Today, consumers no longer simply tune in to watch a TV show once a week. Viewers can now watch exactly the same TV program on a TV set, laptop, tablet PC or mobile phone. While TV has created the habit of home entertainment, the new devices, including PCs, have made entertainment more personal and mobile. Consumers no longer need to wait to get home to watch their favorite shows; they can do it on the go. The latest in built-in graphics technology means viewing your videos anywhere is more convenient. Consumers can stream any content they want, at any time. This allows users to edit and share any video or visual content they find online quickly and easily – supporting the growing trend for user-generated content and content consumption on mobile devices.
Reflecting this trend is today’s visual experience, which is more about finding favorite clips, re-runs or full shows online to watch, re-watch and share. Now, people are digging deeper into the history of a show, or a movie, or an actor’s career and experiencing a deeper connection to their favorite programs. It’s about discovering other similar content and creating a personalized entertainment experience that makes that once-a-week episode all the more enjoyable – and engaging. For these viewers, online video is the primary source for access to and information about the programs they’re passionate about. Of course, every day viewers still watch TV shows, only now, they figure out what to watch – and keep tuning in – to what captures their attention online.
Online video in particular is truly ramping up and the statistics are staggering – more than 35 hours of video is uploaded to YouTube every minute, and nearly four out of five Internet users in the Asia-Pacific region are viewing online videos each month. Not only are consumers viewing more content and video online, but they are editing it and sharing it with their friends. The consumption of visual entertainment is shifting from one or two screens to many new screens – from the TV to the PC. With the technology available today, users can share content and entertainment by seamlessly connecting to what’s available on the Internet, on their TV. Consumers now have many screen options to access content.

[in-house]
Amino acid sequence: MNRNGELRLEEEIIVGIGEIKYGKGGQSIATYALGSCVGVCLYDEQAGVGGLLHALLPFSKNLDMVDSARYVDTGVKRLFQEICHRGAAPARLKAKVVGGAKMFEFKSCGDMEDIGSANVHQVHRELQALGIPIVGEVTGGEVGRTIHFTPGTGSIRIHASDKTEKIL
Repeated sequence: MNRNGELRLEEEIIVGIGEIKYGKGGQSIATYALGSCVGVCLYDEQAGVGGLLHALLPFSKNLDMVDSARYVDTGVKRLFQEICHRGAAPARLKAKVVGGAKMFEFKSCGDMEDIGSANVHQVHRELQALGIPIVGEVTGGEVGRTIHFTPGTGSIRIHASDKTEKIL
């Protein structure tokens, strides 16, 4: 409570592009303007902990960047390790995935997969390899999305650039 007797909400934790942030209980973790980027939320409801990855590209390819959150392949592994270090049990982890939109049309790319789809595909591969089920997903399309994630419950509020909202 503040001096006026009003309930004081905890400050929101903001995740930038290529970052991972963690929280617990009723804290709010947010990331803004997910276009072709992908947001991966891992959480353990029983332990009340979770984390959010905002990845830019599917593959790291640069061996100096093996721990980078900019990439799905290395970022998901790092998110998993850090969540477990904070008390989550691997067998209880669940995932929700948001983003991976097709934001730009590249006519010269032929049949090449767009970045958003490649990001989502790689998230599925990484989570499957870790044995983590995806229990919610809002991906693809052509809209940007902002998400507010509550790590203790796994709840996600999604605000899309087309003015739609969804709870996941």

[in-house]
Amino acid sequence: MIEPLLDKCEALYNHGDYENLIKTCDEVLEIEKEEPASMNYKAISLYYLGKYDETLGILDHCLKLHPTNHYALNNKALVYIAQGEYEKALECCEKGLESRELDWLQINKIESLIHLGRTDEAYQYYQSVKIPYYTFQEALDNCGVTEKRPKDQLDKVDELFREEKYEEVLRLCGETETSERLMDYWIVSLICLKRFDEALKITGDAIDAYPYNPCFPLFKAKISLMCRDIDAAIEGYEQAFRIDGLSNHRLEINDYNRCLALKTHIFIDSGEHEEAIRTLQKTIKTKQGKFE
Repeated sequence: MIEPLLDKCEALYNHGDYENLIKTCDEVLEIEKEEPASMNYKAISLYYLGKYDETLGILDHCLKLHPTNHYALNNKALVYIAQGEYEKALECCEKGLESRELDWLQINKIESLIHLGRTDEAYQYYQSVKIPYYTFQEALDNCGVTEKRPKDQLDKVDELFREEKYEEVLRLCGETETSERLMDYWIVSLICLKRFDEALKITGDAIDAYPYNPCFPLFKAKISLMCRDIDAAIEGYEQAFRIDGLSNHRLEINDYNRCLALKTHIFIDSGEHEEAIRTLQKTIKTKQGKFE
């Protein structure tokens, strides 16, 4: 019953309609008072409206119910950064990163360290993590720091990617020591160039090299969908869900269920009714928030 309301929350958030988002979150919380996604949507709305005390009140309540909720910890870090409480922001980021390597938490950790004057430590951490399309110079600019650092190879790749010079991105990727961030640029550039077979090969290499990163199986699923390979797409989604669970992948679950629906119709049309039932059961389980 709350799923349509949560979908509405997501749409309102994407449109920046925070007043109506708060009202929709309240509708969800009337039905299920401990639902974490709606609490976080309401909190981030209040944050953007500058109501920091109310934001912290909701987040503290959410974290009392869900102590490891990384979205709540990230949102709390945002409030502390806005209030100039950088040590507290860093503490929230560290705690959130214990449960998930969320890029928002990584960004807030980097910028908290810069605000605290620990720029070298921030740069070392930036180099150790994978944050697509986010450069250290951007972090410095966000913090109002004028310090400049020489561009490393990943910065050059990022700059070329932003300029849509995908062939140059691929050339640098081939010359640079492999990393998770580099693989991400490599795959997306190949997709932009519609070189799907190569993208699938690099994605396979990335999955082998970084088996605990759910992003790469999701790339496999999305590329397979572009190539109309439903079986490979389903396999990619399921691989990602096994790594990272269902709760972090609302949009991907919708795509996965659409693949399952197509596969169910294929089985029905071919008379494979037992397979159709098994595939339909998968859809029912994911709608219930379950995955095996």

Products available in the market
Complimenting this trend, is a move away from viewers primarily watching scheduled programming toward a multi-platform approach, including a mix of Internet content, on-demand and pre-recorded video. According to one study, viewers in Japan were said to watch the most amount of television and video across multiple platforms per week (21 hours, which is the same as viewers in the United States), with Australia coming in at second place and China coming in fourth place.
Statistics on accessing video content on specific video sites in Asia-Pacific also highlight some interesting trends. According to another study, Google Sites, driven predominantly by video viewership at YouTube.com, was the top video destination in 2010, based on the number of videos viewed in Asia-Pacific. Facebook ranked among the top three video properties in Malaysia, Australia and Singapore, while Tudou Sites ranked second in China, Hong Kong and Singapore.